Modern sandy contourites: conceptual and economic implications

Sandra De Castro Santos

Research output: ThesisDoctoral Thesis


Bottom currents are common sedimentary and oceanographic processes in deep-marine settings that affect continental margins worldwide. Contourites are defined as sediments deposited or substantially reworked by the persistent action of bottom currents. Despite numerous efforts to differentiate between contourites and other deep-water deposits in cores, reliable diagnostic criteria are still lacking. This Thesis presents a multidisciplinary study based on grain size and geochemistry of sedimentary facies —reinforced by micro- and ichnofacies— in the Gulf of Cadiz Contourite Depositional System, in the upper continental slope of the Mozambican margin and the eastern flank of the Corsica Trough. Discrimination criteria are put forth for hemipelagites, silty contourites, sandy contourites, bottom current reworked sands, fine-grained turbidites, hyperpycnites and debrites in sediment cores. The stacked vertical variability of these deposits evidences that the contourite drifts, contourite channels and contourite terraces were influenced by the interrelation of hemipelagic, gravitational and bottom current induced depositional processes. The interrelation of sedimentary processes is tied to intermittency in bottom current velocity, observed at different scales. In the Gulf of Cadiz, the intermittency is a consequence of precession-driven changes related to Mediterranean climate variability, punctuated by millennial-scale variability. In the Corsica contourite depositional system, bioclastic sands would have been transported to the slope during sea level lowstands, probably during isolated episodes of reworking and transport of sediments from the shelf. In contrast, the Mozambique contourite terrace occupies shallower locations and lies directly offshore the Zambezi delta, meaning it was continuously supplied from the adjacent continent and shelf and by along-slope currents, especially during sea level highstands. At bed scale, the variability in ichnodiversity, abundance and distribution of bioturbation is linked to intermittent interactions between bottom currents and sediment supply, hence different environmental conditions for tracemakers. Such intermittency reflects brief changes in hydrodynamic conditions during its deposition: shorter-term (centennial) yet higher accumulation rates, lower bioturbation rates, and flow variability. This new model could therefore provide support for basic sedimentological interpretation and petroleum exploration strategies.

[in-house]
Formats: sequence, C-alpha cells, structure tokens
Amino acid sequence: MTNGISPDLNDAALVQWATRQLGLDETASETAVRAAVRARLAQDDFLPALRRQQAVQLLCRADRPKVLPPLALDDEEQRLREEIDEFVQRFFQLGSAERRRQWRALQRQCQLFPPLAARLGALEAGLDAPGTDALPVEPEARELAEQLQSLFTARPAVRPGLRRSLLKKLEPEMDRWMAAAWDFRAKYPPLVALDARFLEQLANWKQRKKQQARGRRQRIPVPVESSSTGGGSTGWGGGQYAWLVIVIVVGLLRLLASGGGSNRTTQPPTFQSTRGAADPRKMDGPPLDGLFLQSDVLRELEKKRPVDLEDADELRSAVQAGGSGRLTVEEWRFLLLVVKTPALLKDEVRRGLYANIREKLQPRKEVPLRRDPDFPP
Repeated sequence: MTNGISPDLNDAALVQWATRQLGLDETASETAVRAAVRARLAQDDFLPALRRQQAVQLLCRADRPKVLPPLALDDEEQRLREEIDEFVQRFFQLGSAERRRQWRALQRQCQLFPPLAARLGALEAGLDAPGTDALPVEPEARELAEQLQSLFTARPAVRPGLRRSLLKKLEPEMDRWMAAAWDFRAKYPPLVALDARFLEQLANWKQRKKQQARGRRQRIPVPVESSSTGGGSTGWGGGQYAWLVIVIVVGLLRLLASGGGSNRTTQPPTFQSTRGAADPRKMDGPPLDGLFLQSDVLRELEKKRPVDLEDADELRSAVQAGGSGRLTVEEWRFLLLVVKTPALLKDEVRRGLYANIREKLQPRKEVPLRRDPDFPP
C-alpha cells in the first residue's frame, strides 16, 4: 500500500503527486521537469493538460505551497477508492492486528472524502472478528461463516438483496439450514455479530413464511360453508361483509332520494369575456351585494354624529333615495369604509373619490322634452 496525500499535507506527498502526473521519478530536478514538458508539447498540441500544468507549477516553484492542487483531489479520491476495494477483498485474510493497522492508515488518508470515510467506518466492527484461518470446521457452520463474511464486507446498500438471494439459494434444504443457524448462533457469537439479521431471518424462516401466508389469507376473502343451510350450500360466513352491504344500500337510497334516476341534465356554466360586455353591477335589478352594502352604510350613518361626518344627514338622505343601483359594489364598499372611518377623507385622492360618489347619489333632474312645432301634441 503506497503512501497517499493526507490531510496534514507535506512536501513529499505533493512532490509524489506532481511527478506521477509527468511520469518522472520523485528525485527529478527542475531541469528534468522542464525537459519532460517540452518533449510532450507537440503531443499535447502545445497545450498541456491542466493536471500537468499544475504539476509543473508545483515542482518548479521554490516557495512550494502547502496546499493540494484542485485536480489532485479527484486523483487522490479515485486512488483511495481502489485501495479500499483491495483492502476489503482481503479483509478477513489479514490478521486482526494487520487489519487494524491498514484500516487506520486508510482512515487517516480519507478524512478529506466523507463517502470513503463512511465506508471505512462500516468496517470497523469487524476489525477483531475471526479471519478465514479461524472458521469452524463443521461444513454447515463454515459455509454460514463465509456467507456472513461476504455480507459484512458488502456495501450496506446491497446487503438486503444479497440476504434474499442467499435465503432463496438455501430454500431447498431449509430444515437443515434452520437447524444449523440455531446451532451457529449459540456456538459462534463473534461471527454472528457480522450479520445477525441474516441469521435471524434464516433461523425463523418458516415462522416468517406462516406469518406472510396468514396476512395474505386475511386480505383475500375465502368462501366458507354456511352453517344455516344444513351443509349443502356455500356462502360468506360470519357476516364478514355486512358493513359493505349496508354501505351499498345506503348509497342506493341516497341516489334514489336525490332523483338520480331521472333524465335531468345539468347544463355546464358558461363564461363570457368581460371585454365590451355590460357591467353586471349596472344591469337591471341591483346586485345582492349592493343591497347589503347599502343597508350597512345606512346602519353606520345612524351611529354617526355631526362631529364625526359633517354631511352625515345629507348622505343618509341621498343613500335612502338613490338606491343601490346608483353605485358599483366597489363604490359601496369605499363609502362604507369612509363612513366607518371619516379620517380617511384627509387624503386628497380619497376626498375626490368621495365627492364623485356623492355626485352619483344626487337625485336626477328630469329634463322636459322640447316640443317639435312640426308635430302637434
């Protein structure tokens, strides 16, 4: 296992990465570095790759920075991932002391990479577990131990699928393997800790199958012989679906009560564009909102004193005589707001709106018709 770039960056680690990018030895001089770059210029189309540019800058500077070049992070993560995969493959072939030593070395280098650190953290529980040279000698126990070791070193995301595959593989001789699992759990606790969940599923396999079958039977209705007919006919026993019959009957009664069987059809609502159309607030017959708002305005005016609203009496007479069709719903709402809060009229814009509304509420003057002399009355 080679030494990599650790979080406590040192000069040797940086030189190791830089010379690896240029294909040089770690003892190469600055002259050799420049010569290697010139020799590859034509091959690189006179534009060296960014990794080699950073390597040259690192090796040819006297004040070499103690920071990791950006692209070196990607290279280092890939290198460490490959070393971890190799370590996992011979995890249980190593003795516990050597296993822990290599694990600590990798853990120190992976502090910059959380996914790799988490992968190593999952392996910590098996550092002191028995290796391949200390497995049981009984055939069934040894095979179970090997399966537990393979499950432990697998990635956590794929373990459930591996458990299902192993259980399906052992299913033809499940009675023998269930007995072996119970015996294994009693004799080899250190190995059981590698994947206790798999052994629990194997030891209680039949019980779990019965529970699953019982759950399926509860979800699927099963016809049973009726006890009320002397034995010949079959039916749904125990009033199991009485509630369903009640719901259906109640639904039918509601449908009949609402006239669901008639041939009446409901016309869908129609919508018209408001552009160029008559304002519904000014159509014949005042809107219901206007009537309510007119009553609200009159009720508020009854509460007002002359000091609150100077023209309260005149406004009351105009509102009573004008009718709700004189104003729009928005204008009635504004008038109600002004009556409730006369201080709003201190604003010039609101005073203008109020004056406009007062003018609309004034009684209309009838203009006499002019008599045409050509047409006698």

Original languageEnglish
Awarding Institution
  • Royal Holloway, University of London
  • Hernández-Molina, Francisco J., Supervisor
  • Rodríguez-Tovar, Francisco J., Supervisor, External person
  • Chiarella, Domenico, Advisor
Thesis sponsors
Award date1 Aug 2021
Publication statusPublished - 2021

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